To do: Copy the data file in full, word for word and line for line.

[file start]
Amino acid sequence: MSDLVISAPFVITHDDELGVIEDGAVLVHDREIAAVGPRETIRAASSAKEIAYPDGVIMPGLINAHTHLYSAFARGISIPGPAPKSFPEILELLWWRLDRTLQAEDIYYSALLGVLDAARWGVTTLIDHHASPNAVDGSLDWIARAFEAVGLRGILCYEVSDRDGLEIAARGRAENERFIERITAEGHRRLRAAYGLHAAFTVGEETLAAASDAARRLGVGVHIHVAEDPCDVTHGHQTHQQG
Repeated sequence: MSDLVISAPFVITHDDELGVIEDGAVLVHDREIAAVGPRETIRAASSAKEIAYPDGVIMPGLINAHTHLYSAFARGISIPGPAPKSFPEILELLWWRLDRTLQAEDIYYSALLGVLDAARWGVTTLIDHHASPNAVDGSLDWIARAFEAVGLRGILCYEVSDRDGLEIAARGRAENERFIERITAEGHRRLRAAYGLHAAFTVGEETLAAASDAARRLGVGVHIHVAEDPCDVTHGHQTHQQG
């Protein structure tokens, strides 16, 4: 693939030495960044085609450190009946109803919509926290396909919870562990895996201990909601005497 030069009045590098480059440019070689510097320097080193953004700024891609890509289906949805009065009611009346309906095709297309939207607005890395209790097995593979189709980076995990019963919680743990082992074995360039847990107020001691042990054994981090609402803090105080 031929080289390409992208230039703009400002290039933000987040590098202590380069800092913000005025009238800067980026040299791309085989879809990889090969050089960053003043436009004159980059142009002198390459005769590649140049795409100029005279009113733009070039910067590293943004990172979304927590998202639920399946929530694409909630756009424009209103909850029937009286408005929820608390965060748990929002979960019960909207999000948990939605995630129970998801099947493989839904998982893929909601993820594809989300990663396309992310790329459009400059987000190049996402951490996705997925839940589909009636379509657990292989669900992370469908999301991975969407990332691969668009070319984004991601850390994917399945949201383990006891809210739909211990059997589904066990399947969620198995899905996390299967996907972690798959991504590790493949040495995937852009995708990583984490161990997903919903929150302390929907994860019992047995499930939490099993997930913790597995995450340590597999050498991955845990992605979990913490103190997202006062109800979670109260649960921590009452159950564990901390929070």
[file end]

Amino acid sequence: MSDLVISAPFVITHDDELGVIEDGAVLVHDREIAAVGPRETIRAASSAKEIAYPDGVIMPGLINAHTHLYSAFARGISIPGPAPKSFPEILELLWWRLDRTLQAEDIYYSALLGVLDAARWGVTTLIDHHASPNAVDGSLDWIARAFEAVGLRGILCYEVSDRDGLEIAARGRAENERFIERITAEGHRRLRAAYGLHAAFTVGEETLAAASDAARRLGVGVHIHVAEDPCDVTHGHQTHQQG
Repeated sequence: MSDLVISAPFVITHDDELGVIEDGAVLVHDREIAAVGPRETIRAASSAKEIAYPDGVIMPGLINAHTHLYSAFARGISIPGPAPKSFPEILELLWWRLDRTLQAEDIYYSALLGVLDAARWGVTTLIDHHASPNAVDGSLDWIARAFEAVGLRGILCYEVSDRDGLEIAARGRAENERFIERITAEGHRRLRAAYGLHAAFTVGEETLAAASDAARRLGVGVHIHVAEDPCDVTHGHQTHQQG
């Protein structure tokens, strides 16, 4: 693939030495960044085609450190009946109803919509926290396909919870562990895996201990909601005497 030069009045590098480059440019070689510097320097080193953004700024891609890509289906949805009065009611009346309906095709297309939207607005890395209790097995593979189709980076995990019963919680743990082992074995360039847990107020001691042990054994981090609402803090105080 031929080289390409992208230039703009400002290039933000987040590098202590380069800092913000005025009238800067980026040299791309085989879809990889090969050089960053003043436009004159980059142009002198390459005769590649140049795409100029005279009113733009070039910067590293943004990172979304927590998202639920399946929530694409909630756009424009209103909850029937009286408005929820608390965060748990929002979960019960909207999000948990939605995630129970998801099947493989839904998982893929909601993820594809989300990663396309992310790329459009400059987000190049996402951490996705997925839940589909009636379509657990292989669900992370469908999301991975969407990332691969668009070319984004991601850390994917399945949201383990006891809210739909211990059997589904066990399947969620198995899905996390299967996907972690798959991504590790493949040495995937852009995708990583984490161990997903919903929150302390929907994860019992047995499930939490099993997930913790597995995450340590597999050498991955845990992605979990913490103190997202006062109800979670109260649960921590009452159950564990901390929070």